LONDON (Reuters) - Critics called for Metropolitan Police Commissioner Ian Blair to be replaced on Friday after a jury convicted his force of endangering the public by shooting dead an innocent man in 2005 when he was mistaken for a suicide bomber.
Blair said after Thursday's verdict he would stay on because the court had not found "systemic failures" by the police force.
Police shot Brazilian electrician Jean Charles de Menezes, 27, seven times in the head after he boarded an underground train in south London on July 22, 2005.
They had spotted him leaving an apartment block and wrongly identified him as one of four men who had tried to attack the city's transport system a day earlier. They trailed him to the underground station.
The Conservative Party's spokesman for law and order, David Davis, wrote to Home Secretary Jacqui Smith, urging her to replace Blair.
"The trial shed light on serial, systemic errors ... We now need the right leadership, at every level, in order to restore public confidence," Davis wrote.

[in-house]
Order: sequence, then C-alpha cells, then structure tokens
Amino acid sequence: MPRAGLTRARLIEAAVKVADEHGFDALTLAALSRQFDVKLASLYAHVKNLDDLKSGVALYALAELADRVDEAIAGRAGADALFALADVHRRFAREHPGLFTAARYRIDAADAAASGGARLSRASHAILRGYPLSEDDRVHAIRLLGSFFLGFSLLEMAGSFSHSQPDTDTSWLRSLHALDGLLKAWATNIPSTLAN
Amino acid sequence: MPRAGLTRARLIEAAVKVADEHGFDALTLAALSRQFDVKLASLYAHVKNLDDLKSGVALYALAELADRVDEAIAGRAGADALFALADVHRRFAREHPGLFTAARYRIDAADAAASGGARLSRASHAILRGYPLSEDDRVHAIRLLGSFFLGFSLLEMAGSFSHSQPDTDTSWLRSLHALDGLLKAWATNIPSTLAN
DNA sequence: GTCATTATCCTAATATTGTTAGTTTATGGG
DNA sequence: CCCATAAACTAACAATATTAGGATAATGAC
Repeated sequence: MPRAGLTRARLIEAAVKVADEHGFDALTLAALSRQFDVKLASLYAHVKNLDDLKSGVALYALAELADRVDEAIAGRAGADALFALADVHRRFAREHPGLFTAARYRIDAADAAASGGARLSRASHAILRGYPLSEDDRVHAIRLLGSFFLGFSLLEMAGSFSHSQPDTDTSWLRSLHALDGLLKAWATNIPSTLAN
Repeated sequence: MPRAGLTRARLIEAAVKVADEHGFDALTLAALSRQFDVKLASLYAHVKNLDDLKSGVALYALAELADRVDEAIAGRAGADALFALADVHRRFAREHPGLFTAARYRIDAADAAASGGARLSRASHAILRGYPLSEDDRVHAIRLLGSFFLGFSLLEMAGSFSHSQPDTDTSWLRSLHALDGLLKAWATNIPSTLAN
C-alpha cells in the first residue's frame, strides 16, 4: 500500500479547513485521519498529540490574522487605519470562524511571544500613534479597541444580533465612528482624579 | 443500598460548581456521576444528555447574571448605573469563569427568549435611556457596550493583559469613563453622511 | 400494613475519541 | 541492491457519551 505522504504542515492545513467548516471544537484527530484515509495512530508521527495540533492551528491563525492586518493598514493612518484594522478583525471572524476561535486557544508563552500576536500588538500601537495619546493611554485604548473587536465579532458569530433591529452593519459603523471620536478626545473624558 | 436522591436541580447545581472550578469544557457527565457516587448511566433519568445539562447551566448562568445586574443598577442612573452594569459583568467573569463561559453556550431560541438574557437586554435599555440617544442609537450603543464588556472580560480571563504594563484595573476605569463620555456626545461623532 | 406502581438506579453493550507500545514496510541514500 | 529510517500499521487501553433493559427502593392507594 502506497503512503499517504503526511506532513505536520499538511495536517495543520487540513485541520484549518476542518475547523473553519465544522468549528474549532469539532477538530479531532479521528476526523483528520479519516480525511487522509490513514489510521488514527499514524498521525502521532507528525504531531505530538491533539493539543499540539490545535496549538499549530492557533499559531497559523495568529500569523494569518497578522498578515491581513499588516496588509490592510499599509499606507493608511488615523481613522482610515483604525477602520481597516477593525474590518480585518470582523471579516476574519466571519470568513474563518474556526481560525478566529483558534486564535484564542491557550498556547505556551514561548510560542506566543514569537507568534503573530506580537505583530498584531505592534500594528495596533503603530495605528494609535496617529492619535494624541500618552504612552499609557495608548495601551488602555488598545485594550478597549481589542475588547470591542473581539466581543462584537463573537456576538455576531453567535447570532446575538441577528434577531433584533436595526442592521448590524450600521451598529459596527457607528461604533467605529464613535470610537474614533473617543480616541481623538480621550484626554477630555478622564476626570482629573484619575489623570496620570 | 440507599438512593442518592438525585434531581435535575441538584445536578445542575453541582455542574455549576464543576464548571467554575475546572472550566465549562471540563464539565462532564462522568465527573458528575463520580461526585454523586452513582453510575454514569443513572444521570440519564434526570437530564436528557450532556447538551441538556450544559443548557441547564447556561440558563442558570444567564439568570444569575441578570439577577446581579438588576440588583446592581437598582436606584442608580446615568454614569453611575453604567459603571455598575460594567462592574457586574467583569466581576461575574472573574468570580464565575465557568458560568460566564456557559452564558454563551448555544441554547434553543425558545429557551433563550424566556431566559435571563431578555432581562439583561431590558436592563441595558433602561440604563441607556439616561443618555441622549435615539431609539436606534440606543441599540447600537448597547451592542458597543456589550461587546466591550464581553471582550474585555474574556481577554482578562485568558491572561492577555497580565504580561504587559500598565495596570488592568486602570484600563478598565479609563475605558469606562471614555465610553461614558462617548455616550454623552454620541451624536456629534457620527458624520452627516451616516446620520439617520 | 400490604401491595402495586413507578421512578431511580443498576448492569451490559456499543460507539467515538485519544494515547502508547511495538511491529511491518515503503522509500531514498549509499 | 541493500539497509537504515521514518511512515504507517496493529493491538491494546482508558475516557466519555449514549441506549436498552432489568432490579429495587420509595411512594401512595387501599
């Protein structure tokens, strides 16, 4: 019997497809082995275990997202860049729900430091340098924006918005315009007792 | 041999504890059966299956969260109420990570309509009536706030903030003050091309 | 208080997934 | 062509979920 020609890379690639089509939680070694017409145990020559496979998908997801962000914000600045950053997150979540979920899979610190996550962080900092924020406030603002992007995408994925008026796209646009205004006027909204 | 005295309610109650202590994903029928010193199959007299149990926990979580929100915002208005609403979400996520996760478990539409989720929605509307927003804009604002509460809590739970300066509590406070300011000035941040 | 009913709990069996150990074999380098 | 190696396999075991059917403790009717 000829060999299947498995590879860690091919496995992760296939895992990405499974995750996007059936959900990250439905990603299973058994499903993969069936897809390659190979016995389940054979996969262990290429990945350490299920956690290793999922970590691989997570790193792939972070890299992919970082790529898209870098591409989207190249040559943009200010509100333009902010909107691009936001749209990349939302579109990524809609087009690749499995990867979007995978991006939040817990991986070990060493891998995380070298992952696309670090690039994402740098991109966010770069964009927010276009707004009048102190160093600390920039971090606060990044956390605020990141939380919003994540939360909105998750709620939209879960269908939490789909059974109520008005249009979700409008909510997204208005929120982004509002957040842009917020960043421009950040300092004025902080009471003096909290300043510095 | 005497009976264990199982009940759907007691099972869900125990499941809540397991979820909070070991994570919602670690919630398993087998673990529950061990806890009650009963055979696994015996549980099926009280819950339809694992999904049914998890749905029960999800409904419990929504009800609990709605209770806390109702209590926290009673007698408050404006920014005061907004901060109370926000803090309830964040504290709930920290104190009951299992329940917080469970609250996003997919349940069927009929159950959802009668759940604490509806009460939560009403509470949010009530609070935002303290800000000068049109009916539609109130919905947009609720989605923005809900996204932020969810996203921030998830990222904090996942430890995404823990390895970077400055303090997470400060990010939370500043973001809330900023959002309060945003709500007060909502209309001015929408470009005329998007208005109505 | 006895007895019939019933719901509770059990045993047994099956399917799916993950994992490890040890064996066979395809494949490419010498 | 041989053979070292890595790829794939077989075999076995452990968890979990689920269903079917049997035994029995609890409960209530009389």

Smith and Prime Minister Gordon Brown have stood by Blair.
Labour MP Kate Hoey, whose south London constituency includes Stockwell station where de Menezes was killed, joined the chorus calling for Blair to go.
But London Mayor Ken Livingstone defended Blair and said it would be disastrous if the jury's verdict made armed police officers second-guess their actions when they believed they were chasing a suicide bomber.
"In some circumstances, inevitably, so much is happening there will be mistakes," he told the BBC.
Three members of the Metropolitan Police Authority -- the London police force's 23-member oversight body -- called for an extraordinary meeting of the group which could lead to a vote of no confidence in Blair's leadership.
London police were fined 175,000 pounds on Thursday for putting the public in danger over the shooting and ordered to pay 385,000 pounds in legal costs.
The Independent Police Complaints Commission, which ensures complaints against the police are dealt with properly, is due to release a long-awaited report into the shooting in the next few days, which could put further pressure on Blair to resign.